I know that some big vodka brands use glycerine for smoothness. Well, I've been corresponding with someone in Puerto Rico who tells me the big rum brands do the same thing. I was rather taken aback; he assures me his information is correct. Is that even allowed? I would think the 1 year aging requirement for Puerto Rican rums would negate the need for such an additive. But I admit I don't know much about aging rum. Do you think the multinationals are chucking the glycerine into all they're liquor types? egads
Yuck! I tried glycerine a few years ago in my liqueurs after reading about it's property to add smoothness to the drink. It did that, but also changed the flavor of each variety I tested it on. It dulled flavor peaks that make the liqueur unique. For me, aging is the only way to gain the smoothness that counts to the tonque. Call me old fashioned.
The concentration of Glycerin that is uses is so small, that it is not relevant to label disclosure and does not impart a taste except to soften the sharp edges of a product that was distilled at high proof.
Dave, check your BAM for Vodka recipe.
The larger brands may use it for sales in other nations.
This is what I understand. I can be corrected if wrong.
As I've said before, you could drive a truck through the loopholes in the CFR's for spirit formulation and labeling.
Have a close look at the section for "additions" in the CFR's, BeauportB.
More importantly, though. Next time you visit an on premise account, ask to see a couple of their Corporate vodkas. Put a little on your fingers and rub them together. It'll be immediately apparent.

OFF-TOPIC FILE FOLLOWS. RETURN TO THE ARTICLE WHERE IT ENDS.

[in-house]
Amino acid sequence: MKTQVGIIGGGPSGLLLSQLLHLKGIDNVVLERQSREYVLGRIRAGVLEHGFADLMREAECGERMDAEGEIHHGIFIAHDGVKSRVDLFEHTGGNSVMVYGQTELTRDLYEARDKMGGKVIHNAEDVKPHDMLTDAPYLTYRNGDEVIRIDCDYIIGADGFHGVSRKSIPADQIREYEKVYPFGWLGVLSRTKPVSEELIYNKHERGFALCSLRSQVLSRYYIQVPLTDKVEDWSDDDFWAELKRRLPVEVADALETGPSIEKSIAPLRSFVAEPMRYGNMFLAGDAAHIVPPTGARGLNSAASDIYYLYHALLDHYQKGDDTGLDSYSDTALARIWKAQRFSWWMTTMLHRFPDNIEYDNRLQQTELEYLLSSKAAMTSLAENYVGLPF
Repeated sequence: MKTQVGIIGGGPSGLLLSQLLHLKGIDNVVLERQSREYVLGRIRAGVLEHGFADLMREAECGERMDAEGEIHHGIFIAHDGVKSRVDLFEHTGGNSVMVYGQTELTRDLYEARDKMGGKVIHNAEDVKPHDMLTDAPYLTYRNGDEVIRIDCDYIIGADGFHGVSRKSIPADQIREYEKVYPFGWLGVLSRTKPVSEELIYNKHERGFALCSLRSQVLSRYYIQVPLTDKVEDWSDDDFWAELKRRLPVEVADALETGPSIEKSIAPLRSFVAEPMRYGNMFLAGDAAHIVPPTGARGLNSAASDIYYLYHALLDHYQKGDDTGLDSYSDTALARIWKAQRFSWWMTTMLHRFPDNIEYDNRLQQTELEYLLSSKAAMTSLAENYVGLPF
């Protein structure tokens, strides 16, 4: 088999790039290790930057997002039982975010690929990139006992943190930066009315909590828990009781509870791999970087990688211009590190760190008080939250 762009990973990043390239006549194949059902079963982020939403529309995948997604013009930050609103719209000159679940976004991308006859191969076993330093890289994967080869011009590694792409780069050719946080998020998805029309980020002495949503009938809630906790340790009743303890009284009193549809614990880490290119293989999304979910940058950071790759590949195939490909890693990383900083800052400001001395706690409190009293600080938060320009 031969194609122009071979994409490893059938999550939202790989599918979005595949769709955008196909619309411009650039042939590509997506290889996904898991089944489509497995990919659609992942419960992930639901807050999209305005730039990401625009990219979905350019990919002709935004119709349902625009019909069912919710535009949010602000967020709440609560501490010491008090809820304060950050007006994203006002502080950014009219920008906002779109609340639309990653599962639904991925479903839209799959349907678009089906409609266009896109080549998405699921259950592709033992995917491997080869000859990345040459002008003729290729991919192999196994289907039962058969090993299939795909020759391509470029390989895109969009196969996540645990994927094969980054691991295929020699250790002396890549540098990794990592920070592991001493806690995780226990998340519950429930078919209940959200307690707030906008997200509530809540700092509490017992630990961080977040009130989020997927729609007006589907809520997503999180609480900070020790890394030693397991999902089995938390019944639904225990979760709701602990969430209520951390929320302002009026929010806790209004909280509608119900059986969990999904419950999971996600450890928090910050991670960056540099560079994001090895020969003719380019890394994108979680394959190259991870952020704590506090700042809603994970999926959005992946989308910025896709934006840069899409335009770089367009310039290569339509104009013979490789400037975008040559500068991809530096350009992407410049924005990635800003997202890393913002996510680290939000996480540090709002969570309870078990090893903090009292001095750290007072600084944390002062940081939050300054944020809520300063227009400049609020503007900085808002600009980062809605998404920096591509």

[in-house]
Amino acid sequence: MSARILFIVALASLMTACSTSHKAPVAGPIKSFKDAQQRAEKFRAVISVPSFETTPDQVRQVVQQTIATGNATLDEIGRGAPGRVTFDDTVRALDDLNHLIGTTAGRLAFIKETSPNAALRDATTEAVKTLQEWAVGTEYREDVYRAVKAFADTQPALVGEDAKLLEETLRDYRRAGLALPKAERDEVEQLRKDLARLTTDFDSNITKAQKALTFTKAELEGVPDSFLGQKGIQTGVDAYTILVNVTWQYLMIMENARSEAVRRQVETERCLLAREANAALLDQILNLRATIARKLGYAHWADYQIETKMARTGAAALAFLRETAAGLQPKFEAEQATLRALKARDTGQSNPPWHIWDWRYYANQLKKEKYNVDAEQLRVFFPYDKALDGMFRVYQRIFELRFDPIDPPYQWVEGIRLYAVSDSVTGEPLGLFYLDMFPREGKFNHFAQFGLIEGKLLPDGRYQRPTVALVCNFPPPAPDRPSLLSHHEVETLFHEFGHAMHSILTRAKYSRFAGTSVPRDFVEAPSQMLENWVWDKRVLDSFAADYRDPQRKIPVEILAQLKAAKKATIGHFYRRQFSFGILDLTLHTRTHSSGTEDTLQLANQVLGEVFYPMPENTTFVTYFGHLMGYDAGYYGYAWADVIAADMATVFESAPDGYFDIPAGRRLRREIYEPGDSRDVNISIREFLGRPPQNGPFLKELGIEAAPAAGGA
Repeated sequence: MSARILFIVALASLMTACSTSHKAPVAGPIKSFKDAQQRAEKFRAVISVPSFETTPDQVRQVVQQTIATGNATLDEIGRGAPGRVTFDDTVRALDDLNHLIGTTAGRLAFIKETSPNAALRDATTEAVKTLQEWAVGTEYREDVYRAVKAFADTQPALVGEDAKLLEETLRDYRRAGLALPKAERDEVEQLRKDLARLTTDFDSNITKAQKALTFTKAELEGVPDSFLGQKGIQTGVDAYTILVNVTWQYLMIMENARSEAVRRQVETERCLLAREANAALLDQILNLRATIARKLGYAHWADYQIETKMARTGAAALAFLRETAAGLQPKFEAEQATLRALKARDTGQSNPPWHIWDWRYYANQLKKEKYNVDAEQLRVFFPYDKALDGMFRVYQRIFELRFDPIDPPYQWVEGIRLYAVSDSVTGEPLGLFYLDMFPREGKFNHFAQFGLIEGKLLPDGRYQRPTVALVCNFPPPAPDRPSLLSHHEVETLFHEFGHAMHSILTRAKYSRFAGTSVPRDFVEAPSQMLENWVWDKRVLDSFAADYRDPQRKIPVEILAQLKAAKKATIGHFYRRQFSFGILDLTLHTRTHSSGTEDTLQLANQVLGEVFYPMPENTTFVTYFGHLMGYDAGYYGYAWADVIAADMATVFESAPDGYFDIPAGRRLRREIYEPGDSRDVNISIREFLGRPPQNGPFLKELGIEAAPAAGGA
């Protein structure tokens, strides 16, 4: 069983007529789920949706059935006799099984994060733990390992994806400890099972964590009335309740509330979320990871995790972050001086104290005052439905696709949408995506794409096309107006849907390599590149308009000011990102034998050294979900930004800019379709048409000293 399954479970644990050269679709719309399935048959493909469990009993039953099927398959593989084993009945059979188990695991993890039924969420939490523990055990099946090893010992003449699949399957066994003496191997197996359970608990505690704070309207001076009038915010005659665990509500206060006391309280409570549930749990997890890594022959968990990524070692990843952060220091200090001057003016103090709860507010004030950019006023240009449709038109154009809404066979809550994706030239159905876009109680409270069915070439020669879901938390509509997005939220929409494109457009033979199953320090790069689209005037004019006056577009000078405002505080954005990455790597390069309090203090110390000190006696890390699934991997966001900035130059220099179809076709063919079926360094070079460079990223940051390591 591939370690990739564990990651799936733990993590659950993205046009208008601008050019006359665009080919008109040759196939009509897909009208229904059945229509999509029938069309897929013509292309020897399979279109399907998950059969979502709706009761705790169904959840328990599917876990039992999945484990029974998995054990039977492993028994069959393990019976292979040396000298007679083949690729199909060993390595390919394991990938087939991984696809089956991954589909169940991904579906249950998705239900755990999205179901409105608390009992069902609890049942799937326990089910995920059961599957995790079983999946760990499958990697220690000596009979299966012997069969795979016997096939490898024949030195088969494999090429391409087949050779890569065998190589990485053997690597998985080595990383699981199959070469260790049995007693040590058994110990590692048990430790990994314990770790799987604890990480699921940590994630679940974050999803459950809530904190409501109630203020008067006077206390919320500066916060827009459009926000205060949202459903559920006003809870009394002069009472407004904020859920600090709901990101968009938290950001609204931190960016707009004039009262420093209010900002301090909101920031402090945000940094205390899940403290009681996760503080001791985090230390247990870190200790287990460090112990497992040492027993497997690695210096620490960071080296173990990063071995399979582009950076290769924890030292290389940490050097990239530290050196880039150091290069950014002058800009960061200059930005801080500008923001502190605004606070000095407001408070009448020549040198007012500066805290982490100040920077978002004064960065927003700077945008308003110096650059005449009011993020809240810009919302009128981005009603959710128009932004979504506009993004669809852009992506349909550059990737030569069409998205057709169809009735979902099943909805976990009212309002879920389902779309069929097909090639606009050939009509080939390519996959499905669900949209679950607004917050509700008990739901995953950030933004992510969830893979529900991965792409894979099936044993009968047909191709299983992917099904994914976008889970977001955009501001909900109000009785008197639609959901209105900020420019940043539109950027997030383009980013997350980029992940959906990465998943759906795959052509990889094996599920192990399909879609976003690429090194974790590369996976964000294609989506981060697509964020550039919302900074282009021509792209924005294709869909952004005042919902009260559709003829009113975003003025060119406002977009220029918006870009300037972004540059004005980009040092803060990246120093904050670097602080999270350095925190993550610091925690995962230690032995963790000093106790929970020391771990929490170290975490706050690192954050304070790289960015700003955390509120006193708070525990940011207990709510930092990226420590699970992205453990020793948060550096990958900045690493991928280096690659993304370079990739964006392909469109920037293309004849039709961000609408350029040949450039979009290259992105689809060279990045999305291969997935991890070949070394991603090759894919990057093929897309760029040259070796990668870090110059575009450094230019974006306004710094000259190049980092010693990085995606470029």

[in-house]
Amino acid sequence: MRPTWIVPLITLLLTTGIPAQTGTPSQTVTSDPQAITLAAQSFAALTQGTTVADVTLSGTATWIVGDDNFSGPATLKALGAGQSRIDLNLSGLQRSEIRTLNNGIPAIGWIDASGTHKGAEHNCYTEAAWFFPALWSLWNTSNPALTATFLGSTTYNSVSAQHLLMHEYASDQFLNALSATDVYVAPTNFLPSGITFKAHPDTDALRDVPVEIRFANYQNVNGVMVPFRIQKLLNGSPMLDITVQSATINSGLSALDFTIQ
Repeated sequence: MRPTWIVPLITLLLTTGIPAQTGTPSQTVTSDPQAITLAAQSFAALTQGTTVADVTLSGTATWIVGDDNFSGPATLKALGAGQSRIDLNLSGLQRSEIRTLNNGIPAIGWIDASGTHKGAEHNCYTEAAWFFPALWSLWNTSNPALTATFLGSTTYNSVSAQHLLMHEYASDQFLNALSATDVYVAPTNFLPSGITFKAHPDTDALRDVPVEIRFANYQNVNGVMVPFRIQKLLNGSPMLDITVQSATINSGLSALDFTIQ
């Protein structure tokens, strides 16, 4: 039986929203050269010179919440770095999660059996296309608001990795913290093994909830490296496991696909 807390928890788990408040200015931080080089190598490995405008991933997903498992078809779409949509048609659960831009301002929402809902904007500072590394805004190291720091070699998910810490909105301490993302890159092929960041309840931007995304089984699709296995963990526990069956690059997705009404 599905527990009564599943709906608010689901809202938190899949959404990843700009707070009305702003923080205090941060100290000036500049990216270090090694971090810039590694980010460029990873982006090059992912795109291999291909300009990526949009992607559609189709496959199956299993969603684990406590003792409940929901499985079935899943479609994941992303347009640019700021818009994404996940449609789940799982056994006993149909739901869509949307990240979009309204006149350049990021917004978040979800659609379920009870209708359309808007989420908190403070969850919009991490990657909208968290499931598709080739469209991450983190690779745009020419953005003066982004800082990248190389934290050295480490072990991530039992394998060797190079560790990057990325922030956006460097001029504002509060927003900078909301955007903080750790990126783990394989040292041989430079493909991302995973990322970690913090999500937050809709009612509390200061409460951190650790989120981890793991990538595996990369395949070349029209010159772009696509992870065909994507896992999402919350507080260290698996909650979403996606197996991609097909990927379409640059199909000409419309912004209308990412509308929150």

I don"t get it. i put some Absolute on my fingers and nothing was apparent. what am i supposed to feel?
I'd just as soon not name any particular brands. Keep looking. You'll notice the difference on your fingers.
Not all of them do it, obviously, but some do.
Denver Distiller, possibly I'm an inept researcher. I cannot find that section for "additions" which pertain to glycerine. Maybe another hint? Which CFR and part. PM me if you wish.
Under the sections "additions" which is CFR 27 Subpart C paragraph 5.23 (a)(2)(ii)
"harmless coloring, flavoring, or blending materials such as caramel, straight malt or straight rye malt whiskies, fruit juices, sugar, infusion of oak chips when approved by the Administrator, or wine, which are not an essential component part of the particular distilled spirits to which added, but which are customarily employed therein in accordance with established trade usage, if such coloring, flavoring, or blending materials do not total more than 21/2percent by volume of the finished product."
The functional phrase is "which are customarily employed therein in accordance with established trade usage." Which is a fancy way of saying "unless everyone is doing it". Recall that the imported Vodka requires both a formula and a lab sample. You'll also note that this contradicts the next paragraph that specifically cites vodka.
The phrase glycerine does not appear specifically, but......
Not only will you notice it on your fingers, but I swear I can't get the sensation out of my mouth after drinking a product with that. It will show up lightly on your glassware when you're drinking it too if you look carefully.